The King and I and The Small House of Uncle Thomas
Directed by Walter Lang
Screenplay by Ernest Lehman
As cultures intertwine in the classic film The King and I, we are able to witness a play within a film. (I guess it is also a play within a play, as it was adapted from the Rodgers and Hammerstein musical…which was adapted from Margaret Landon’s book Anna and the King of Siam.) We are getting three examples in one here! The play, or rather, a narrated telling, of The Small House of Uncle Thomas, is represented through Siamese dance demonstrating the two cultures. The Small House of Uncle Thomas follows Eliza, a slave of the evil King Simon of Legree. Eliza flees from the King and gains her freedom while the King dies while in pursuit to catch her. Now here is some good use of play-within-a-play foreshadowing (tune ominous music again). The story is narrated by Tuptim, one of the King’s wives. Like Eliza, Tuptim runs away from the King following the play in order to reunite with her secret lover Lun Tha. Tuptim is captured by the King’s guard and with Anna’s insistence is spared by the King. Though she gains her freedom, Tuptim learns that Lun Tha has already been killed. Now with all this understanding he has gained from Anna, of course he has to die. Because sometimes you need a not so happy ending that breaks your heart a little…or a lot.
Cabaret and the Kit Kat Klub
Music by John Kander
Lyrics by Fred Ebb
Based on the play by John Van Druten
Ah yes. Cabaret. Who doesn’t love some wartime comedic emotional heartbreaking musical magic? The production performed here at Portland Center Stage with Storm Large as Sally Bowles and Wade McCollum as the Emcee is a personal favorite (I saw it four times which beats out my record for how many times I saw Titanic in theaters). Here we see a variation of the classic form of a play within a play, as the actors are the performers and audience members of the Kit Kat Klub, a cabaret club in Berlin, Germany, prior to WWII as the Nazis are coming to power. The performances at the Kit Kat Klub highlight the emotional tension and themes that are occurring in the war as well as how they have taken a toll on the relationships between the characters. The only way to exhibit their personal hell is through farcical play-within-a-play antics. The “If You Could See Her” song is particularly striking in this feat.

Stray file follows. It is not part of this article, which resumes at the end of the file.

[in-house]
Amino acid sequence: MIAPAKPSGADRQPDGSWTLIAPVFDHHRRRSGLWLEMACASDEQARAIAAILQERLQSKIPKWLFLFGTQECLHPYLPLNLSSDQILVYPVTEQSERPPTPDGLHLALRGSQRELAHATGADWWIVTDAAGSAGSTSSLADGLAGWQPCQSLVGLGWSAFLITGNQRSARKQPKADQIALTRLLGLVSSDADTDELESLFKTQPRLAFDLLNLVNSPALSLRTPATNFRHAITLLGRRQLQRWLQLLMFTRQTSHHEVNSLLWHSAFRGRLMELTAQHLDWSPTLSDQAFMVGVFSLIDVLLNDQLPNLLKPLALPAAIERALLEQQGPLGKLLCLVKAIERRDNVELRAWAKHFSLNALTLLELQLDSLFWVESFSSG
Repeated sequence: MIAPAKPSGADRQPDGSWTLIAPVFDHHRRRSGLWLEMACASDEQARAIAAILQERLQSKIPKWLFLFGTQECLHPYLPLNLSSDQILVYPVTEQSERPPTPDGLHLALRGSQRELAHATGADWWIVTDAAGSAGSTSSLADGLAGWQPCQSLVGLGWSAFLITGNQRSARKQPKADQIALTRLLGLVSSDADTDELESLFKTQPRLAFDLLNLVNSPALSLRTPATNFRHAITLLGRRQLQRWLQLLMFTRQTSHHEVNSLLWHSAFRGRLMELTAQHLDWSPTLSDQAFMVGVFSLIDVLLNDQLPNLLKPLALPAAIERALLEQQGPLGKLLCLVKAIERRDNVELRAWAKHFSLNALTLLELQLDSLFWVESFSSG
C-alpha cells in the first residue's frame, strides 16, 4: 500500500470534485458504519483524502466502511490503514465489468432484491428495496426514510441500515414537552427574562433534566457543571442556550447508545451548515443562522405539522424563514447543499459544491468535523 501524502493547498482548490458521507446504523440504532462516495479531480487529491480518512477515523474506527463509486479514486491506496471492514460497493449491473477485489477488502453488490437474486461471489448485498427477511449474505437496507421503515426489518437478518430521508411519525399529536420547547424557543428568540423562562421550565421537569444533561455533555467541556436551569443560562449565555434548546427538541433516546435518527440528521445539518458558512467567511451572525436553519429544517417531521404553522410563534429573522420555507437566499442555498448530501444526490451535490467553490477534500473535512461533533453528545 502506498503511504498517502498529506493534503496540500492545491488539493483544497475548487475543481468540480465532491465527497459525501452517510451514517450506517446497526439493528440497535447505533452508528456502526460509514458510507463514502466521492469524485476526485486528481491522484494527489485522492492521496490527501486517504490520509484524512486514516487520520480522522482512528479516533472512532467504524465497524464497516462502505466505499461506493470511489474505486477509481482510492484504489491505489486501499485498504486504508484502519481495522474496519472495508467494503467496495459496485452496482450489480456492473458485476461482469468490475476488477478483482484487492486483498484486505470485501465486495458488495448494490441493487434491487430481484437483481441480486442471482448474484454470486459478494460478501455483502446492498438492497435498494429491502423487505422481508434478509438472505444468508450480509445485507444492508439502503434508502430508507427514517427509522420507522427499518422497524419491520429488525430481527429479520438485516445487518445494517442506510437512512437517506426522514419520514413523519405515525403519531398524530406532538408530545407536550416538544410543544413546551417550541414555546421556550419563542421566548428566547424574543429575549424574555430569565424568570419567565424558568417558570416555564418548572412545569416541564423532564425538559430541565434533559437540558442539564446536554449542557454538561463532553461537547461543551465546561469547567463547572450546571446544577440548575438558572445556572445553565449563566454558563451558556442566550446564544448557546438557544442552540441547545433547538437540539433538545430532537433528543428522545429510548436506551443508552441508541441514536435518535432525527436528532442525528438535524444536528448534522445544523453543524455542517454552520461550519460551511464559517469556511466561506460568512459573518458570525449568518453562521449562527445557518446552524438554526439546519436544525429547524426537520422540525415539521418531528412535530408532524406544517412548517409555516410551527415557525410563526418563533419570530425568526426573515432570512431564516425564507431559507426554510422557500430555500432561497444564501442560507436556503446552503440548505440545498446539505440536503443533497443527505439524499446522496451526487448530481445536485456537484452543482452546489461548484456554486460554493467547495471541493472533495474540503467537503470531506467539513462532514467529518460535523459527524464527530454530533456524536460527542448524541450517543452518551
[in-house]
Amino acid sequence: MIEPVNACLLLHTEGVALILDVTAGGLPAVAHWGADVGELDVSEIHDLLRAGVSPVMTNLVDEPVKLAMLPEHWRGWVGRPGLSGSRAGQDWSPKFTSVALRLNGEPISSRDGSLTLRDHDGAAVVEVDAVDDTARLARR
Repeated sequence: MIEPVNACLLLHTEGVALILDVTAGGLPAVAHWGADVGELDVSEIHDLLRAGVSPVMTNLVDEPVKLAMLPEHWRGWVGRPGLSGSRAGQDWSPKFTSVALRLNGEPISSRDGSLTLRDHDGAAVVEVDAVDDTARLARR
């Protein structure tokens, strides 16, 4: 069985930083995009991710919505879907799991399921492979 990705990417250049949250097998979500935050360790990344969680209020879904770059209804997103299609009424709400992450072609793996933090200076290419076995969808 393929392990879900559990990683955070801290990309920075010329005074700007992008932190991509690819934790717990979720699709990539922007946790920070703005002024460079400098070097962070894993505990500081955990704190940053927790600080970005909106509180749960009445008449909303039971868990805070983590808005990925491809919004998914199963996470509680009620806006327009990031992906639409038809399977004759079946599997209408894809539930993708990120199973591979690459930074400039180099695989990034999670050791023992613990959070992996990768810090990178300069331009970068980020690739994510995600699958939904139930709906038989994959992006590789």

Moulin Rouge! and Spectacular, Spectacular
by Baz Luhrmann
Spectacular, Spectacular! The play that portrays the ideals of the Bohemian revolution of Truth, Beauty, Freedom and Love. Not bad ideals if I do say so myself. The play follows the secret love affair between a penniless sitar player and the beautiful Indian courtesan under the nose of the evil maharajah that is trying to win her heart. The play allows for Christian, the penniless writer and Satine, the star courtesan of the Moulin Rouge to carry out their love affair unknown to the evil Duke. Spectacular, Spectacular parallels the movie and relationship of the two lovers. We see this story line evolve through the movie, changing with the relationships. The ultimate end of their love affair is even hinted at, when the storyline of Spectacular, Spectacular is being pitched to the Duke. The play gets its happy ending, but the film ends behind the curtain with our heroine dying in her lover’s arms. If you didn’t sob at the end of this movie, your heart is made of stone.